Much to the dismay of anyone with atychiphobia, the truth about job hunting remains: in interviews, like in life, there are only so many things you can control. Even when you’ve fine-tuned your résumé, researched the company, and concocted a decidedly thoughtful response to the wild card “What kind of animal would you be?” question, sometimes there are other, far less obvious factors playing into your odds of getting hired — like the condition of your skin.
It isn’t always conscious, but for some interviewers, the bias is real. Studies have shown that people with facial acne are discriminated against in the job market, with one survey revealing that 78 percent of respondents thought people with blemishes or acne scars were less likely to be hired based on their appearance.
“We live in a society that socializes us to have certain stereotypes that might exist outside of our conscious awareness,” said Alison Green, an ex-hiring manager and columnist for the popular career blog Ask a Manager. “These biases can be about race, gender, age, religion, disability, socioeconomic class, physical attractiveness — all sorts of things.”
“Whether consciously or unconsciously, we assume that attractiveness is associated with competence, even though we know that it’s not true.”
From a legal standpoint, no federal law has been passed to protect people based on their appearances, at least not without the evidence of a disability. But that last part — a bias based on someone’s physical attractiveness — has been widely researched.
“Whether consciously or unconsciously, we assume that attractiveness is associated with competence, even though we know that it’s not true,” said Matthew Traube, MFT, a psychotherapist who specializes in the psychological impact of skin conditions. “I have had clients tell me that they felt that they would have gotten a job if they did not have acne.”
In some cases, this bias can vary depending on the actual open position; Green notes that more managers will put weight on a candidate’s appearance if the job is a client-facing one. “They’ll often frame it as looking for candidates who are ‘well-groomed and polished,’ but in practice that’s sometimes more about a particular physical look than it is about polish,” she said. “And to be clear, employers should recognize that you can have acne and still be well-groomed and polished.”
As for the reason behind the bias, Traube theorizes it could be due to the misguided perception that acneic skin is a result of poor hygiene — an association that, again, the interviewer might only be partly aware of. Dr. Josie Howard, MD, a psychodermatologist and expert for Abreva, agrees: “Blemishes, cold sores, and even psoriasis and eczema are often seen as a source of contagion. Society can have a negative perception of blemishes, especially on the face, even when the condition is common.”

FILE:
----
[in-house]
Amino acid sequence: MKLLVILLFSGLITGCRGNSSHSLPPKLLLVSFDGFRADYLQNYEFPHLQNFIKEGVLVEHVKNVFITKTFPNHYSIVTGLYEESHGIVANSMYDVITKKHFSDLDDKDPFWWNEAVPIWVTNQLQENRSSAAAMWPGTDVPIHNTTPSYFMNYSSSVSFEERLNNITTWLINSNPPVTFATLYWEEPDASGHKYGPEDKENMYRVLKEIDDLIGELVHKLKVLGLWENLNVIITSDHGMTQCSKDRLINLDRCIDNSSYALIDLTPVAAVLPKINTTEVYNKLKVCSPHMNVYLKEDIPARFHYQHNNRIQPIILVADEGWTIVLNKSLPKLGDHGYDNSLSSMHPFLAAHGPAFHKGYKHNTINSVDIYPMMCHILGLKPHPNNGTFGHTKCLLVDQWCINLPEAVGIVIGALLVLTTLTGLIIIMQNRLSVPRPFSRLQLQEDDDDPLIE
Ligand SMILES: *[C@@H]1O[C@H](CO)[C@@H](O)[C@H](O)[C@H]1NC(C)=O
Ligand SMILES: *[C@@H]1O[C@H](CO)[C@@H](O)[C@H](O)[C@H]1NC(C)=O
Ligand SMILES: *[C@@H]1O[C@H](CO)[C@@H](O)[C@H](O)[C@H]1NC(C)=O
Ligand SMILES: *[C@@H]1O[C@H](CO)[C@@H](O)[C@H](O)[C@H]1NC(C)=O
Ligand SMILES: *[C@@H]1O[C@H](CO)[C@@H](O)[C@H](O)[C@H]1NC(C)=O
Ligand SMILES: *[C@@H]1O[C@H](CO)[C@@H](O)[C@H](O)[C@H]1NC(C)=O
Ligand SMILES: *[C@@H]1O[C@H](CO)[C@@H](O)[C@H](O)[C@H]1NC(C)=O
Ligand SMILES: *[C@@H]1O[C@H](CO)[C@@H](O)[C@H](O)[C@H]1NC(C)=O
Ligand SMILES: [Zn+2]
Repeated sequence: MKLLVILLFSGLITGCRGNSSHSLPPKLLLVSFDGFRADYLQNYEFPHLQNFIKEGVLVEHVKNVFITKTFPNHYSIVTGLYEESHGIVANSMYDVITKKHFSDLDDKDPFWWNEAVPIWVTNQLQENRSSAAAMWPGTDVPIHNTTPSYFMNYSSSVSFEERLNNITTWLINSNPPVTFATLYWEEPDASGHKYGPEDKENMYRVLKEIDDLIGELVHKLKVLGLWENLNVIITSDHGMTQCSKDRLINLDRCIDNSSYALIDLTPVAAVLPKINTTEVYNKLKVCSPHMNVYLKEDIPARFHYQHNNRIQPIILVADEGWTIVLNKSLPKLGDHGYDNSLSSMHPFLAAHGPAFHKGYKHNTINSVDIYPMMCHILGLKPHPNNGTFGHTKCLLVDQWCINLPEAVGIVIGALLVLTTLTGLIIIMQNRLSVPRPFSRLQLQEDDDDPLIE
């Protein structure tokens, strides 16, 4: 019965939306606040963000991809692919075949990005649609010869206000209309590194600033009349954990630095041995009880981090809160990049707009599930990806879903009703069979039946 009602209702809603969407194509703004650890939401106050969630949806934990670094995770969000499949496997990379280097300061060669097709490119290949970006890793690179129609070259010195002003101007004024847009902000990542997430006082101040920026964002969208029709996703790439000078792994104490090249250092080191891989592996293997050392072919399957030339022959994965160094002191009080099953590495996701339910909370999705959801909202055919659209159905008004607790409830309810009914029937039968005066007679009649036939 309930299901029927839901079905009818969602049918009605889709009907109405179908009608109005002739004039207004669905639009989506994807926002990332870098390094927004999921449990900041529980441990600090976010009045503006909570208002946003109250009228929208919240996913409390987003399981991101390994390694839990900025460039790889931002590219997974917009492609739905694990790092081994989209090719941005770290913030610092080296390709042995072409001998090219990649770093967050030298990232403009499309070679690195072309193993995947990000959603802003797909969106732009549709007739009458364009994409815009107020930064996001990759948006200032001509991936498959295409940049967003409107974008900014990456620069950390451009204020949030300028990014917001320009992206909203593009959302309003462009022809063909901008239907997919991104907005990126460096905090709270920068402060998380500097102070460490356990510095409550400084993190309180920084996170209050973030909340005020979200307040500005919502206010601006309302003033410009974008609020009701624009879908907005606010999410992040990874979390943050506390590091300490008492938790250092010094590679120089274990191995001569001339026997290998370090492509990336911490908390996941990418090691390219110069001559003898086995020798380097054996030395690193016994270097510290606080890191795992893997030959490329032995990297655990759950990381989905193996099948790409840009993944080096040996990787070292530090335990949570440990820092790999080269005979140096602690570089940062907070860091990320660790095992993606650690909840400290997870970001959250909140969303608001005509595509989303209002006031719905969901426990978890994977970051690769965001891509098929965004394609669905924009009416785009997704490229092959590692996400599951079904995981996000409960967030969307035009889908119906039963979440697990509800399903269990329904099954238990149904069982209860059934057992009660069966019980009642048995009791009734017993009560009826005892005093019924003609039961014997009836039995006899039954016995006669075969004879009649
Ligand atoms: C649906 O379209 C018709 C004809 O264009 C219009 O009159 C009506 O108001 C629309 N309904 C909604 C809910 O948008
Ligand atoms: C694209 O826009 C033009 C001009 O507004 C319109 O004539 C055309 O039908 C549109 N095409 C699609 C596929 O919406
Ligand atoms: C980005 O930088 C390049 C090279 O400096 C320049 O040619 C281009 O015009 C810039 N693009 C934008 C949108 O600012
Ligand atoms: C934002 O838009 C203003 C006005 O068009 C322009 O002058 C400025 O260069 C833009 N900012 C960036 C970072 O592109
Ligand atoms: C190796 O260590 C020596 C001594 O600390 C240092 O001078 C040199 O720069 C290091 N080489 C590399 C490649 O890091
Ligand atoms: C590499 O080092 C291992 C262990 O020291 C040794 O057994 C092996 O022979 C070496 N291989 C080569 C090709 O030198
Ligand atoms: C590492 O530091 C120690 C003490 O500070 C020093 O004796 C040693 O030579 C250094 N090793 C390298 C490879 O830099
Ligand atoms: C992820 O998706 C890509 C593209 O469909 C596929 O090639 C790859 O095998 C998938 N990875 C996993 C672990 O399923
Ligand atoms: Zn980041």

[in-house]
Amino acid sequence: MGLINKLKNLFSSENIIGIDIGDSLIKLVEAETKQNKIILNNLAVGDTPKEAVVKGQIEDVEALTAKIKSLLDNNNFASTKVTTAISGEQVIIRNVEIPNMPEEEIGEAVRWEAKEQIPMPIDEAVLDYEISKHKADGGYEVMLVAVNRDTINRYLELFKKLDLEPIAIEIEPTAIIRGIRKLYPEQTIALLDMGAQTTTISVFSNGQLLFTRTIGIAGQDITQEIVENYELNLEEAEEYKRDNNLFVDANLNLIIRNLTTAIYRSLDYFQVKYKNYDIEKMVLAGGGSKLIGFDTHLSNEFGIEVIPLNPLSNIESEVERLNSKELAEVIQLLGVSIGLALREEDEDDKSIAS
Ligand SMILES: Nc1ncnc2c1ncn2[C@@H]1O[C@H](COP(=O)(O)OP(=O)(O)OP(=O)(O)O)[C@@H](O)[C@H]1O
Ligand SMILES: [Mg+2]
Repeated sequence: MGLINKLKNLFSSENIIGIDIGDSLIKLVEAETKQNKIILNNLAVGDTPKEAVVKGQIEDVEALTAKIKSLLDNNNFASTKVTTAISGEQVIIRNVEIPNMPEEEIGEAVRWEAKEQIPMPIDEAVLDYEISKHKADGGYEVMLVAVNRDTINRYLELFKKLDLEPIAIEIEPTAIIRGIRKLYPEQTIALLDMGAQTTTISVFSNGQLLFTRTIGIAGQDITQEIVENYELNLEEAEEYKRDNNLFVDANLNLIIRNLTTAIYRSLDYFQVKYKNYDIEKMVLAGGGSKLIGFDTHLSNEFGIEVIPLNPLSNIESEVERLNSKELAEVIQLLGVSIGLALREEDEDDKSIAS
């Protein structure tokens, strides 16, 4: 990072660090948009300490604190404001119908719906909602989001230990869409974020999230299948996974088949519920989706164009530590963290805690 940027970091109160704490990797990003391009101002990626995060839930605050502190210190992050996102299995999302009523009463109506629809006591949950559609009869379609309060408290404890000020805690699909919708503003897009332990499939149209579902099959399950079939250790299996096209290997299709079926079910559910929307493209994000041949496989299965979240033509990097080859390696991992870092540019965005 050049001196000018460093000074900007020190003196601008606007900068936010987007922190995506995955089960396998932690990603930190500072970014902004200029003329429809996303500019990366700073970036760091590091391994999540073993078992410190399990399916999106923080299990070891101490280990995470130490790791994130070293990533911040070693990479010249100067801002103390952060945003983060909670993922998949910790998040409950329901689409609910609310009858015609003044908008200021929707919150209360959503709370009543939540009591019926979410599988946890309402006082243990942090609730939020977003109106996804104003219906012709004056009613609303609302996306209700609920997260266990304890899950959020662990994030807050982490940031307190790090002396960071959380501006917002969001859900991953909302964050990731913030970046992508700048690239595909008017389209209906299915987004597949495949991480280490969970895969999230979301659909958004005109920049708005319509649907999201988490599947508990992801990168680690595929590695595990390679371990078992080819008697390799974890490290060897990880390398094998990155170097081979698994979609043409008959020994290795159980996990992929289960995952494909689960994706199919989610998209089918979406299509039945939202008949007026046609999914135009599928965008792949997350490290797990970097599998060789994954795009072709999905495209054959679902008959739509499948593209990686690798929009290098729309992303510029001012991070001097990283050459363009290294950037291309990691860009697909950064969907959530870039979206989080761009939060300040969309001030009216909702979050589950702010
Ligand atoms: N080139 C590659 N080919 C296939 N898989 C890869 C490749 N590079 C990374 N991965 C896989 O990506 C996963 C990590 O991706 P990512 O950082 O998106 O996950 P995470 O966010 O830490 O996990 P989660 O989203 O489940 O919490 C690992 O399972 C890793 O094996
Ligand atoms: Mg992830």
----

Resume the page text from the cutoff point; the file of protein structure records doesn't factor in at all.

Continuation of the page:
In an ideal world, all employers will have trained hiring managers on how to identify, and then guard against, every type of unconscious bias. Still, acne bias can also be self-inflicted. Going into an interview already worried that others will think less of you because of your skin, Traube says, could then negatively affect your performance.
“People become acutely aware of any visible blemishes, and their self-consciousness is intensified.”
“Having any visible skin condition — especially one that is on the face, like acne or a cold sore — can have a profound impact on self-esteem,” Dr. Howard said. “By definition, job interviews are a time where you are presenting yourself to be evaluated and trying to put your best face forward, so to speak. People become acutely aware of any visible blemishes, and their self-consciousness is intensified — taking their mental and emotional focus off the content of the interview and interpersonal interactions and onto worrying about their skin and appearance.”
To make matters worse, if you’re prone to hormonal breakouts, the stress that comes with prepping for an interview could also trigger flare-ups. “For skin conditions that are exacerbated by anxiety, this can become a vicious cycle,” Dr. Howard said. “Stress can impair the immune system and in turn make you more vulnerable to acne. Then, the stress of a visible outbreak increases stress, further worsening the blemish.”
When you feel stress acne coming on, the most important course of action is to stick to your normal skin-care routine. Don’t add an extra step or spend too much time in front of a magnifying mirror — that only makes it worse, she says. Keeping a fast-acting spot treatment or hydrocolloid bandage in your purse can give you peace of mind. More importantly, though, wear your confidence as if it were included with purchase of your Cole Haan loafers.
“The single most important factor is presenting yourself as comfortable in your skin,” said Dr. Howard. “You might have a visible blemish, but focusing your attention on your excitement about the job will quickly shift your interviewer’s focus as well. As Sophia Loren said, 50 percent of beauty is believing you are beautiful.”